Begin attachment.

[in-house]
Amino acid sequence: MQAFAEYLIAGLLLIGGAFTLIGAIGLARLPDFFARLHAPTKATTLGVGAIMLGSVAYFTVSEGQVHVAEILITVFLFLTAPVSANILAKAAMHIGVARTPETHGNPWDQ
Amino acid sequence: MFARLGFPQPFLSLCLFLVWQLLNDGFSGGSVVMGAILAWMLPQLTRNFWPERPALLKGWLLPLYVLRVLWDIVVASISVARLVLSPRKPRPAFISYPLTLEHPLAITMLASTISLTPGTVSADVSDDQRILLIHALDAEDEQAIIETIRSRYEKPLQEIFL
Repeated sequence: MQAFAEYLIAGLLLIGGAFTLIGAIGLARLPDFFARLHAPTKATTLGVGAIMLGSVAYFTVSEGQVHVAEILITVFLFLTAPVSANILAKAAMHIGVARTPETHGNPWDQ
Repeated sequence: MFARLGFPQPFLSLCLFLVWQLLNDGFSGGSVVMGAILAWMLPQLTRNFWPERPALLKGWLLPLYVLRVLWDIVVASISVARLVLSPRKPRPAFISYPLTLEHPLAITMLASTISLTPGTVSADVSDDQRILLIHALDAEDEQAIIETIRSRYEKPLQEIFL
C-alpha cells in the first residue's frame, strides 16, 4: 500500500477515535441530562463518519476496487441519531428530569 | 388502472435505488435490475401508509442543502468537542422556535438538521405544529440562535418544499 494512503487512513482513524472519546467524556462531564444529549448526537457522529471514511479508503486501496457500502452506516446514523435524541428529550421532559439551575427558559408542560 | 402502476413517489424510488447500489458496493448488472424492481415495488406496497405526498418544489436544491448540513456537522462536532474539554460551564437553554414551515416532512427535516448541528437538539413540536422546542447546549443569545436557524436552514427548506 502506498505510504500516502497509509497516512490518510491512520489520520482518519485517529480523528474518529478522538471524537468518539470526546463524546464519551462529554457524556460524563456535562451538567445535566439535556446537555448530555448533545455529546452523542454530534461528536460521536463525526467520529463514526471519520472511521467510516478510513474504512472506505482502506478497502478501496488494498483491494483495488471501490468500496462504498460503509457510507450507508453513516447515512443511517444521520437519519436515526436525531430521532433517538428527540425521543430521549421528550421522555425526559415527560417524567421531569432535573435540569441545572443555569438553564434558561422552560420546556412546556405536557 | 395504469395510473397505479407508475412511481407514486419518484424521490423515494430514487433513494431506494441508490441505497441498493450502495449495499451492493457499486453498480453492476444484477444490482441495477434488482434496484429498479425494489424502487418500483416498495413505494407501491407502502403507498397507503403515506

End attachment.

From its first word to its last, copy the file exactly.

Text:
[in-house]
Amino acid sequence: MQAFAEYLIAGLLLIGGAFTLIGAIGLARLPDFFARLHAPTKATTLGVGAIMLGSVAYFTVSEGQVHVAEILITVFLFLTAPVSANILAKAAMHIGVARTPETHGNPWDQ
Amino acid sequence: MFARLGFPQPFLSLCLFLVWQLLNDGFSGGSVVMGAILAWMLPQLTRNFWPERPALLKGWLLPLYVLRVLWDIVVASISVARLVLSPRKPRPAFISYPLTLEHPLAITMLASTISLTPGTVSADVSDDQRILLIHALDAEDEQAIIETIRSRYEKPLQEIFL
Repeated sequence: MQAFAEYLIAGLLLIGGAFTLIGAIGLARLPDFFARLHAPTKATTLGVGAIMLGSVAYFTVSEGQVHVAEILITVFLFLTAPVSANILAKAAMHIGVARTPETHGNPWDQ
Repeated sequence: MFARLGFPQPFLSLCLFLVWQLLNDGFSGGSVVMGAILAWMLPQLTRNFWPERPALLKGWLLPLYVLRVLWDIVVASISVARLVLSPRKPRPAFISYPLTLEHPLAITMLASTISLTPGTVSADVSDDQRILLIHALDAEDEQAIIETIRSRYEKPLQEIFL
C-alpha cells in the first residue's frame, strides 16, 4: 500500500477515535441530562463518519476496487441519531428530569 | 388502472435505488435490475401508509442543502468537542422556535438538521405544529440562535418544499 494512503487512513482513524472519546467524556462531564444529549448526537457522529471514511479508503486501496457500502452506516446514523435524541428529550421532559439551575427558559408542560 | 402502476413517489424510488447500489458496493448488472424492481415495488406496497405526498418544489436544491448540513456537522462536532474539554460551564437553554414551515416532512427535516448541528437538539413540536422546542447546549443569545436557524436552514427548506 502506498505510504500516502497509509497516512490518510491512520489520520482518519485517529480523528474518529478522538471524537468518539470526546463524546464519551462529554457524556460524563456535562451538567445535566439535556446537555448530555448533545455529546452523542454530534461528536460521536463525526467520529463514526471519520472511521467510516478510513474504512472506505482502506478497502478501496488494498483491494483495488471501490468500496462504498460503509457510507450507508453513516447515512443511517444521520437519519436515526436525531430521532433517538428527540425521543430521549421528550421522555425526559415527560417524567421531569432535573435540569441545572443555569438553564434558561422552560420546556412546556405536557 | 395504469395510473397505479407508475412511481407514486419518484424521490423515494430514487433513494431506494441508490441505497441498493450502495449495499451492493457499486453498480453492476444484477444490482441495477434488482434496484429498479425494489424502487418500483416498495413505494407501491407502502403507498397507503403515506